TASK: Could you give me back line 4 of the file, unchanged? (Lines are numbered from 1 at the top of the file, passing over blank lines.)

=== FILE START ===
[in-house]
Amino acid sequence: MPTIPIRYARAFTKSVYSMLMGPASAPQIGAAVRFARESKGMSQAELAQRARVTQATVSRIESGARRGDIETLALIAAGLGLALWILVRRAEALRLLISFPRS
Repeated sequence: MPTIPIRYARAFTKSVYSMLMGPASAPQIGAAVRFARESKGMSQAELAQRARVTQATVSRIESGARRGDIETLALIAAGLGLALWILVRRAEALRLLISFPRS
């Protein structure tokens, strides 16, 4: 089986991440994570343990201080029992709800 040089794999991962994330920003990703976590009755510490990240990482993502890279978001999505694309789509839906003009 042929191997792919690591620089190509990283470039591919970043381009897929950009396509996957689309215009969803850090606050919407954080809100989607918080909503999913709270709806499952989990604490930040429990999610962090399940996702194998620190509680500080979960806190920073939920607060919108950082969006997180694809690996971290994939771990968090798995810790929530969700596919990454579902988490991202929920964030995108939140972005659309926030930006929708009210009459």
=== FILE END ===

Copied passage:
């Protein structure tokens, strides 16, 4: 089986991440994570343990201080029992709800 040089794999991962994330920003990703976590009755510490990240990482993502890279978001999505694309789509839906003009 042929191997792919690591620089190509990283470039591919970043381009897929950009396509996957689309215009969803850090606050919407954080809100989607918080909503999913709270709806499952989990604490930040429990999610962090399940996702194998620190509680500080979960806190920073939920607060919108950082969006997180694809690996971290994939771990968090798995810790929530969700596919990454579902988490991202929920964030995108939140972005659309926030930006929708009210009459």